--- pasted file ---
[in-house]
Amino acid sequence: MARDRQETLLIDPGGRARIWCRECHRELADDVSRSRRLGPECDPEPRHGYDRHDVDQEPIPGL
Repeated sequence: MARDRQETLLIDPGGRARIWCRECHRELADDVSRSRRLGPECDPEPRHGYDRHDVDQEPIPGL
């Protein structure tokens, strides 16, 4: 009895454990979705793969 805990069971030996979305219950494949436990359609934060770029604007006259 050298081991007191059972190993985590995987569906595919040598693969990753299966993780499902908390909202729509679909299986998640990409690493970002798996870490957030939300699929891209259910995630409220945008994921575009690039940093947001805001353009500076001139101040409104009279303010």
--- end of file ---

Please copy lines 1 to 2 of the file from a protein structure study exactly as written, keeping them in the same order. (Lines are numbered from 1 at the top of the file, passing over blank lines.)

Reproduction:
[in-house]
Amino acid sequence: MARDRQETLLIDPGGRARIWCRECHRELADDVSRSRRLGPECDPEPRHGYDRHDVDQEPIPGL